Lori Dunham, 43, who earned her Bachelor of Business Administration from UTA a week ago, started her new job Monday. She is a permit coordinator for a cable TV company, working with cities, contractors and utilities on expansion of the company’s network.
She spotted the opportunity in February, was contacted by the company in March, landed the first interview in April and — after nurturing the opportunity with follow-up notes and e-mails — got the offer a week and a half ago.
“It’s definitely an employer’s market,” said Dunham, who had a high school diploma and returned to school after switching careers from IT support.
“The quality of work they’re getting from me is considerably higher than the wage I’m getting,” she said. “But it’s an opportunity to get my foot in the door. There’s lots of [potential for] advancement, and the benefits are outstanding.”
Veronica Rendon, 24, who just earned a master’s degree from UTA’s educational leadership and policy studies program, landed a job at UT Dallas. Rendon, who started Wednesday, is a coordinator for new student programs, helping plan orientations.
Rendon did four internships while in the master’s program. She limited her job search to North Texas because her fiance has a job in aerospace engineering here. She says she found plenty of opportunities, applying for about 20 jobs after starting her search in earnest in January.
The competition was stiff: She landed interviews on four jobs and scored the one offer. Rendon said she tried to negotiate salary, “but they were pretty set on what they advertised.”
During her job hunt, Rendon read the book Knock ’em Dead 2011: The Ultimate Job Search Guide, which she used to refocus her approach.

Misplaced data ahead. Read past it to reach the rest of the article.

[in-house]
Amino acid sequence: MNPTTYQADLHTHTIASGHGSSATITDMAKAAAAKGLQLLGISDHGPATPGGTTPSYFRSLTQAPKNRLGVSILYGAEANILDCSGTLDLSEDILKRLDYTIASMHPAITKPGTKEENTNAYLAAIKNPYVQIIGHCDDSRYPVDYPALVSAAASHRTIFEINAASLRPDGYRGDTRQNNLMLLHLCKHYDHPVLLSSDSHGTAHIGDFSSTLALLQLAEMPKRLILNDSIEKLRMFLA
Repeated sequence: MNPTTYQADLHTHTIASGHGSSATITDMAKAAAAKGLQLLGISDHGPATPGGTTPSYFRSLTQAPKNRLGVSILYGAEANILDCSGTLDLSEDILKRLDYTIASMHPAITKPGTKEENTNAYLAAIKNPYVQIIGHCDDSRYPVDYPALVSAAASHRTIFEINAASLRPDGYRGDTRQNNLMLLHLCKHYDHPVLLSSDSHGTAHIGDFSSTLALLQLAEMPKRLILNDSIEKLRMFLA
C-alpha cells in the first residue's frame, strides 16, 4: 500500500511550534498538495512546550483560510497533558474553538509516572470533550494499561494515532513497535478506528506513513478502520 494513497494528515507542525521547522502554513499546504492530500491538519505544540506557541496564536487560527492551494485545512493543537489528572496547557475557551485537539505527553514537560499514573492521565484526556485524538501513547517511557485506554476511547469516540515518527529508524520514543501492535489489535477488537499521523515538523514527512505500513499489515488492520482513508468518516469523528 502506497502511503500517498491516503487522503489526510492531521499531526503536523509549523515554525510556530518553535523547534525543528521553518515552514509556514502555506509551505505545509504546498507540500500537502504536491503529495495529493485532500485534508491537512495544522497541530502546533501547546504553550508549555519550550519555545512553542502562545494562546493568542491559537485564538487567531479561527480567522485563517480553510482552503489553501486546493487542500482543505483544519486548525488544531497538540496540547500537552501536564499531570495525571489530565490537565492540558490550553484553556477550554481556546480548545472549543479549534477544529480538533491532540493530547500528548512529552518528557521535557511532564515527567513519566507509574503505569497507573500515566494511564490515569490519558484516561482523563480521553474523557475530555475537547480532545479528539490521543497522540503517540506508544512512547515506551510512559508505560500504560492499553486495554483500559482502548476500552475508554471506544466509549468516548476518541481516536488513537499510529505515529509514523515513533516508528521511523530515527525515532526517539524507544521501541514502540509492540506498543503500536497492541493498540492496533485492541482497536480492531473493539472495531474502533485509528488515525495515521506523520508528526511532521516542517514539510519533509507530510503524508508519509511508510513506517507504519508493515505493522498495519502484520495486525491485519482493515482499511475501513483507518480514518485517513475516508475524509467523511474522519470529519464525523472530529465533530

“My résumé became less me-centered and more about letting [employers] know these were the contributions I could make to their department,” she said.
Ginger Slavens, 28, another new UTA business graduate, worked off and on in sales for Home Depot while in college and — having been rehired three weeks ago — would like a job in marketing at the company’s Atlanta headquarters.
Slavens, estimates that she applied for 80 jobs this year and says she focuses on what she finds on websites like CareerBuilder and Monster.
“Then I apply,” she says.
“Then I wait for the e-mail that tells me, sorry,” she says, laughing.
Slavens networks with her professors and people in her business fraternity. She has revamped the order and look of her résumé. She would be interested in sales, but only for a combination of base salary and commission, not 100 percent commission.
“I love doing business-to-business sales and doing presentations,” she says.
At the University of North Texas, 400 employers came to campus to recruit this school year, up at least 25 percent, said Dan Naegeli, executive director of career and counseling services.
Information technology, engineering, and finance were strong points, and “we saw a little more than we’ve ever seen before for fine arts and liberal arts students, which was encouraging,” he said.